Successfully Plan and Hold a Meeting Abroad

By: Compiled by Samantha Whitehorne

Planning an overseas meeting presents the same challenges as planning a domestic one—and a whole lot more. Get an inside look at three recent global meetings held by U.S.-based associations to learn how they did it.

Putting together a meeting in your association's home country can be stressful enough. But what happens when you take your event abroad to a country that has a different culture, language, and cuisine and requires attendees, exhibitors, and staff to have passports or even visas? It's a reality more associations face as they expand their reach and strive to make their meetings accessible to people around the globe.

Associations Now spoke to executives at three U.S.-based associations that recently held events on three different continents. Here, they spill the beans on what went into putting together a successful global meeting and offer insights about dealing with challenges that come up along the way.

1. Vienna, Austria: It's All Science

In August 2013, close to 400 attendees gathered in Vienna for the International Society for Experimental Hematology's 42nd Annual Scientific Meeting. There—almost 5,000 miles from ISEH's Chicago headquarters—they learned about the latest research advances in the fields of hematology and stem cell biology.

The Rundown

Association: International Society for Experimental Hematology
Headquarters: Chicago
Meeting name: 42nd Annual Scientific Meeting venue: The Imperial Riding School Renaissance Hotel
Attendees: 382
Countries represented: 31
Speakers: 33

ISEH Executive Director Kimberly Eskew talks about the logistics of planning the four-day European conference.

Associations Now: How was planning this meeting different from how you'd plan one taking place in the United States?

Eskew: Working in Europe is much easier than other countries and continents, but I've learned to keep two things in mind: One is to start planning earlier than you would for a meeting in the United States—probably about six months sooner. The other is to realize that Europe has a lot of holidays, and people will be gone a lot. They work very well with you, but communication can be sparse at times.

They also do their meeting packaging differently than we do here, so you have to budget slightly different. For example, you have to pay room rental fees, and they have delegate packages where food is included. You often supply more food there than you would for a U.S.-based meeting.

What were the biggest challenges and hurdles you had to overcome?

When we change locations it means that we have different sponsors and exhibitors. Since we're smaller, it means that we have a company's local representatives attend and exhibit. Finding and locating those local reps can be a little challenging. We usually rely on the members who are part of our local organizing committee to make sure we are reaching out to the right people.

What would you consider the meeting's biggest successes?

It was a great forum for international discussion. We had over 30 countries represented within our 380 attendees, so the world was truly represented here and allowed attendees to share their scientific research and knowledge. It gave them a platform that would be harder to replicate at our North America or Pacific Rim meetings, which tend to be smaller and not attended by researchers from so many different countries since they're not as easy to get to. Our attendees do see Europe as a "middle ground."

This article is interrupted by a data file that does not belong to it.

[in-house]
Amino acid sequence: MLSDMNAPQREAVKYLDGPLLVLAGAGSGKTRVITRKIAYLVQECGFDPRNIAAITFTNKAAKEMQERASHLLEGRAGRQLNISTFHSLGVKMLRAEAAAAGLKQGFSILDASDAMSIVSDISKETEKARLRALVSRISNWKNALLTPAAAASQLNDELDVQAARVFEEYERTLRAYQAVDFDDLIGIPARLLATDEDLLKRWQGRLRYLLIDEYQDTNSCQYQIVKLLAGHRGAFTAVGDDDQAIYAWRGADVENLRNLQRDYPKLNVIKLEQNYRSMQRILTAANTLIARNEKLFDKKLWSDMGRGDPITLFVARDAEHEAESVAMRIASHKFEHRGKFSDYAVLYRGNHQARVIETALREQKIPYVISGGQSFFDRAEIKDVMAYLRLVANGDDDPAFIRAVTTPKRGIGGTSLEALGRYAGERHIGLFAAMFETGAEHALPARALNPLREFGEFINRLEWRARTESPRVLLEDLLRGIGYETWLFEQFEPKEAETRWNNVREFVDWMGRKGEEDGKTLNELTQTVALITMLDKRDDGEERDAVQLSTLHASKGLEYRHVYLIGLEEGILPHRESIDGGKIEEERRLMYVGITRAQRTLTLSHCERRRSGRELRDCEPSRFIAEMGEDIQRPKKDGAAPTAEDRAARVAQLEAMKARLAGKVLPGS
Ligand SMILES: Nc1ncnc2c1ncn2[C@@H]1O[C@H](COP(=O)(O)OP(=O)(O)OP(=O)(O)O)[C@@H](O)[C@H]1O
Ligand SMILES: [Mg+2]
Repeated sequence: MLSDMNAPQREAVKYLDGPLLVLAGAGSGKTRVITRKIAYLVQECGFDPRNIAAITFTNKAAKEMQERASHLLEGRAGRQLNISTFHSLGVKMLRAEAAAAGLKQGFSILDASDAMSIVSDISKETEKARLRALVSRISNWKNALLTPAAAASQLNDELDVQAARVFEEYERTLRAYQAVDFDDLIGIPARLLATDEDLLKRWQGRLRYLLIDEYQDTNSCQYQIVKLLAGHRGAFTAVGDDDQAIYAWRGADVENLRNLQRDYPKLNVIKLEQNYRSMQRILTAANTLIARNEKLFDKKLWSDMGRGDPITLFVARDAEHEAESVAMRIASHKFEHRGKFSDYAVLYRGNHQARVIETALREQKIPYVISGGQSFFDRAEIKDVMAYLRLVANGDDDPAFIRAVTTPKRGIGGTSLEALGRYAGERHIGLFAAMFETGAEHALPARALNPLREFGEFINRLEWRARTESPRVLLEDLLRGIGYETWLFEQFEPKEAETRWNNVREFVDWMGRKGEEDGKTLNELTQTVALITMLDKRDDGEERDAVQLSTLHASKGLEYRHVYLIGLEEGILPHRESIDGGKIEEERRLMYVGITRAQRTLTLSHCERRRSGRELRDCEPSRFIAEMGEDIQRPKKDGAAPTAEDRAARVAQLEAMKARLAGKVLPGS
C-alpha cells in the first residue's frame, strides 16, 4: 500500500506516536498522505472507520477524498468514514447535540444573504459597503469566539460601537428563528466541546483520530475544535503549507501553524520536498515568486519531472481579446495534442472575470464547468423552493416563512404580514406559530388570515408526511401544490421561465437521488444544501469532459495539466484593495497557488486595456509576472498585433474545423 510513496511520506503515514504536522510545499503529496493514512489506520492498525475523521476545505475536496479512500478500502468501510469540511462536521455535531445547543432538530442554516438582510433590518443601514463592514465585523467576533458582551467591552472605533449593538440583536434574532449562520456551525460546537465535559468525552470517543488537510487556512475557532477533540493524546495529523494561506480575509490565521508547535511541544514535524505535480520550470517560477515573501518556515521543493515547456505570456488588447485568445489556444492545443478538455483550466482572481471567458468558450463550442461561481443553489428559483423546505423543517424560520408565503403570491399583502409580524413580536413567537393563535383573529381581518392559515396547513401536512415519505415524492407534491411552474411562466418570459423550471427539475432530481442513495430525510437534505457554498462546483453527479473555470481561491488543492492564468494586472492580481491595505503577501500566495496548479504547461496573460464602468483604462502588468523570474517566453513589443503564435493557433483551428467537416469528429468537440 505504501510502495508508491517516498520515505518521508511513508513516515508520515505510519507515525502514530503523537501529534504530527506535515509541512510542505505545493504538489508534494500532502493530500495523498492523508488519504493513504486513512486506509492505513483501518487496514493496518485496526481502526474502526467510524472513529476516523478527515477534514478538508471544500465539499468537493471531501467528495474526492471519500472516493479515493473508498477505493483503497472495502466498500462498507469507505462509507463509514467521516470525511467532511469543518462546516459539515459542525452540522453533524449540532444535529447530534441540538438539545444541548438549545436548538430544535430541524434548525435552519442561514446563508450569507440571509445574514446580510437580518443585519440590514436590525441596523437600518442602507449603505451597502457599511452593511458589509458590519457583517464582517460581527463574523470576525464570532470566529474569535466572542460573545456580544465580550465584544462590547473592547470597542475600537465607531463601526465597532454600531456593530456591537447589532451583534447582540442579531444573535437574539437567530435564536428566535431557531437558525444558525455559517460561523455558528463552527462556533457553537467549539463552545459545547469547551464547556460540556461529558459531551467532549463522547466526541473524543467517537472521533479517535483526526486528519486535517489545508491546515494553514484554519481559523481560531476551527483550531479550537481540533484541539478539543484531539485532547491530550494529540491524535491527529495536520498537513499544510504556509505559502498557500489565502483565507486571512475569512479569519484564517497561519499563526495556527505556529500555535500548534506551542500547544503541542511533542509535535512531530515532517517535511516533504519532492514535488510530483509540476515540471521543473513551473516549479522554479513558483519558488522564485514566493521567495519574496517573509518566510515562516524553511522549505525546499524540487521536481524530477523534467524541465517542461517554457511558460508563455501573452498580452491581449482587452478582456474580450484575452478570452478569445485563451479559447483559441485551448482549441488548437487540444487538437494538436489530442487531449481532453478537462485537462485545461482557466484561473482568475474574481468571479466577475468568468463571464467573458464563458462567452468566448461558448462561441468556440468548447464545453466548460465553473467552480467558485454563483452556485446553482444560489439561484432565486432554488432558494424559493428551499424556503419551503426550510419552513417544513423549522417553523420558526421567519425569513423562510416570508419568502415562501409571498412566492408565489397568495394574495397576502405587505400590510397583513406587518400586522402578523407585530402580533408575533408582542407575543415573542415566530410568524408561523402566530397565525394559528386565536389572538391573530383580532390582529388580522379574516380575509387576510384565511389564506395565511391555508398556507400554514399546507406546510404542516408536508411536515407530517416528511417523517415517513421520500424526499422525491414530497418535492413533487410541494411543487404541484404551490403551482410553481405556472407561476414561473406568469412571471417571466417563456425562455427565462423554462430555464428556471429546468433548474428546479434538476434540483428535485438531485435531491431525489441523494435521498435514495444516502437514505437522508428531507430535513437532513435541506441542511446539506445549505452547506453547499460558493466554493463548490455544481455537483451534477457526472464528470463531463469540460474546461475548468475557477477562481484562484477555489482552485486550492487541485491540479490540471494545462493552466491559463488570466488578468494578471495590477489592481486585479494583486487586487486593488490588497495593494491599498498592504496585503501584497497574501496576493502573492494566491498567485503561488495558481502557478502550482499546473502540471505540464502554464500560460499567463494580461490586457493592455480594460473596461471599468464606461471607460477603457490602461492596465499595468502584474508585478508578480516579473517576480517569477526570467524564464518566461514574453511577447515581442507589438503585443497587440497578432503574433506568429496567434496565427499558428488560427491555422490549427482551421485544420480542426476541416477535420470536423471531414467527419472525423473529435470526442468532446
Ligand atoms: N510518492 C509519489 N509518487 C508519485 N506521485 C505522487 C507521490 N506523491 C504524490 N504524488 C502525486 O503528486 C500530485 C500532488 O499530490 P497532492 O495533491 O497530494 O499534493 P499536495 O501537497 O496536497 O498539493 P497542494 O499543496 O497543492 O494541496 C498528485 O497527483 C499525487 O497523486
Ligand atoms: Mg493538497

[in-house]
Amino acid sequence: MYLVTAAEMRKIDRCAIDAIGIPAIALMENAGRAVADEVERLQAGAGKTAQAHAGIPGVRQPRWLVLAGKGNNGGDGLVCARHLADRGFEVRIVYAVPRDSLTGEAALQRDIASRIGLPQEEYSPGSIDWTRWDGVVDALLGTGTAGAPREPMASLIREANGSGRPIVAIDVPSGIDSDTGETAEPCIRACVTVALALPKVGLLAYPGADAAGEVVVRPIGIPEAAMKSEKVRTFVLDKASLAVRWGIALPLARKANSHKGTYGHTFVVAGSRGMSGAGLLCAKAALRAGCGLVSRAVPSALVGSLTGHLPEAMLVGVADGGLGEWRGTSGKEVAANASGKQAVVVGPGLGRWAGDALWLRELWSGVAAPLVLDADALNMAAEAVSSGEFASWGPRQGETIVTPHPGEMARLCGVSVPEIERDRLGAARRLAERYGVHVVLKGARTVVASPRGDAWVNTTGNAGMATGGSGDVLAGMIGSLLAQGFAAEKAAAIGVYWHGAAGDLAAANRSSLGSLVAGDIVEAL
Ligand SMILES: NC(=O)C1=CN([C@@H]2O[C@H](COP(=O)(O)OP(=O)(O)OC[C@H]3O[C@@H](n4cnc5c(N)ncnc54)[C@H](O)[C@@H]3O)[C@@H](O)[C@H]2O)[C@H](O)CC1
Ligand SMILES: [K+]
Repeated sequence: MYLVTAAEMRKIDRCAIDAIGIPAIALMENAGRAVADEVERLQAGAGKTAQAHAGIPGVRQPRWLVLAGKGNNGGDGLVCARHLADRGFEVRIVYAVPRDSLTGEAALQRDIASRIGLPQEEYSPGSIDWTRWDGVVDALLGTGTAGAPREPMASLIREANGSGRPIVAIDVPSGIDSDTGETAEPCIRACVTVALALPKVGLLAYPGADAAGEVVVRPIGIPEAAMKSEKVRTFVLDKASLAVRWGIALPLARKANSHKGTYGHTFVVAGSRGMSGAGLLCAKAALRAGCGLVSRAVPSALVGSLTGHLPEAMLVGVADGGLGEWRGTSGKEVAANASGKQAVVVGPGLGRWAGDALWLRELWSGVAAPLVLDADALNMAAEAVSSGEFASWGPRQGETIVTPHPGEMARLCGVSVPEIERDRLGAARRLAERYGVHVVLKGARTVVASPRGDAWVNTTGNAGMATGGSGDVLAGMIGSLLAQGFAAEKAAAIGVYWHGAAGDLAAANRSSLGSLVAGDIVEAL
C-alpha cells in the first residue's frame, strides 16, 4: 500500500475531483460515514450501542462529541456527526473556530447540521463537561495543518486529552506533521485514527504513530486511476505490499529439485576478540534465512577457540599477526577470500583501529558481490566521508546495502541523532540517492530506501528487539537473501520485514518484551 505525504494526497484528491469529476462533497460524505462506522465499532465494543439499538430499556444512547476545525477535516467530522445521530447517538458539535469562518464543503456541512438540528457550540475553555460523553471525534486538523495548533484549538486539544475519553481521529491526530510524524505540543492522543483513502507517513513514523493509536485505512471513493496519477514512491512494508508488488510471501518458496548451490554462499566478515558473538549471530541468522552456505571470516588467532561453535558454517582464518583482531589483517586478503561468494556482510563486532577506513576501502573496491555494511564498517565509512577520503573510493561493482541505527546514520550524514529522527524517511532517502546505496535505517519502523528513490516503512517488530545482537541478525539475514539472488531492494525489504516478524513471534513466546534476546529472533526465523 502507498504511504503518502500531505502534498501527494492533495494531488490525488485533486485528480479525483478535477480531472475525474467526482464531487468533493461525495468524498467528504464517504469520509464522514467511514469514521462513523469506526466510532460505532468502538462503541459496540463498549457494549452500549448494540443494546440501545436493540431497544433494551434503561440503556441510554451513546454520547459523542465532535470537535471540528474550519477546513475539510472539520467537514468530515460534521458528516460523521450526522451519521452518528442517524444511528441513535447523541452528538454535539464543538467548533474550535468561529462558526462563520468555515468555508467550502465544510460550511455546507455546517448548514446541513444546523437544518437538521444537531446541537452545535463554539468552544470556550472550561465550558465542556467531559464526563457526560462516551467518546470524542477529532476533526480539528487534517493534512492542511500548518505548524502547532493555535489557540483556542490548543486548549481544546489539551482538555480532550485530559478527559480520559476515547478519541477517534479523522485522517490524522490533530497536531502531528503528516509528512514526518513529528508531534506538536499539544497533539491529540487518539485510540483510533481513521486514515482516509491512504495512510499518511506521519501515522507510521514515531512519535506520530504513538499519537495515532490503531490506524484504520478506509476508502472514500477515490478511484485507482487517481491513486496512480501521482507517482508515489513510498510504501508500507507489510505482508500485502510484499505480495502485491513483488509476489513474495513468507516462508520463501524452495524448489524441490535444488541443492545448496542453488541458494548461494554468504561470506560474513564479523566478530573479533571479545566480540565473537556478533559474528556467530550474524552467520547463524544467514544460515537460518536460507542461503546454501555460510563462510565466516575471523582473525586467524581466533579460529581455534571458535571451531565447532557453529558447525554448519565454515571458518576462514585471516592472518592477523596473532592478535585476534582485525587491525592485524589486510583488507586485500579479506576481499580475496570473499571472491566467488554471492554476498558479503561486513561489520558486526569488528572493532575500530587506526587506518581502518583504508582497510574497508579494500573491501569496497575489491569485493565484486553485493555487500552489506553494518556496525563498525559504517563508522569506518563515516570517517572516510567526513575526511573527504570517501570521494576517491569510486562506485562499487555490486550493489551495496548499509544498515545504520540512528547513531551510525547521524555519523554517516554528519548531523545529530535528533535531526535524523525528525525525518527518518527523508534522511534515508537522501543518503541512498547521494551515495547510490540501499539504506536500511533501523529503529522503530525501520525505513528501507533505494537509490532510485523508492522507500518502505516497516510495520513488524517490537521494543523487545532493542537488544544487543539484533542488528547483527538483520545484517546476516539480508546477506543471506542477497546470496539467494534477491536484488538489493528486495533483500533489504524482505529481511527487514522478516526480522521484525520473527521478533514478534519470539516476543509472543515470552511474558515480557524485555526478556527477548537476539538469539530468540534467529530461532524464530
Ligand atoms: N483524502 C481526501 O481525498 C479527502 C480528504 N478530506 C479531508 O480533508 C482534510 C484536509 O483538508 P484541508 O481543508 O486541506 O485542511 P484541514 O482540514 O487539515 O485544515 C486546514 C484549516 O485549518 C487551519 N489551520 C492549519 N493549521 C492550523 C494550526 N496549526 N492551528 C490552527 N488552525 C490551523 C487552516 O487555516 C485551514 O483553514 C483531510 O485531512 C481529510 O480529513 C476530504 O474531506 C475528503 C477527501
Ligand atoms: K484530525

What advice would you give to other associations planning international meetings?

If it's your first time planning an international meeting, my advice would be to try to go somewhere in Europe. These countries most closely align to how meetings in the United States are typically planned and executed. A lot of the bigger hotels in Europe are U.S.-based, so you often have contacts you can reach out to back at home if needed.

Did you know?

44 percent of ISEH conference attendees were post-doc and Ph.D. students, also known as "junior investigators."

How did you prepare staff and attendees for this meeting in terms of travel and other logistics?

There's always select countries that will need special letters in order to get visas, so we have a template for that [and we] link to the country's consulate on our website. For staff and U.S.-based attendees, we make sure to remind them to book travel early and ensure that their passports are valid and ready to go six months ahead of time.

In terms of communication with members, the conference's official language was English, but we do everything in European time and date—so military time and day comes before month. We also eliminate all slang from our conference materials.

2. Panama City, Panama: Take Flight

The International Aviation Womens Association celebrated its 25th anniversary last year 4,250 miles away from its Bel Air, Maryland, headquarters. It convened in Panama, home to the Panama Canal, which also happened to be celebrating a milestone: its 100th birthday. While IAWA has held previous meetings in other international destinations, this was its first in Central America.

The Rundown

Association: International Aviation Womens Association
Headquarters: Bel Air, Maryland
Meeting name: 25th Annual Conference
Venue: Trump Ocean Club International Hotel and Tower
Attendees: 183
Countries represented: 19
Speakers: 30

Jennifer Miller, IAWA executive director and an executive at Stringfellow Management Group, reveals how the organization made the conference one of its most successful yet.

Associations Now: How was planning this meeting different from how you'd plan one taking place in the United States?

Miller: You really have to take into account the local customs and regulations. A lot of times when you're planning a U.S.-based event, you really take that for granted. We wanted to ensure that our attendees had a really positive experience in Panama with the local culture, so there was just a lot more detailed planning that went into it during our site visit. And then we also did another visit after that to go through details like how local traffic patterns were, so we could decide when to take attendees on the offsite visit to the Panama Canal.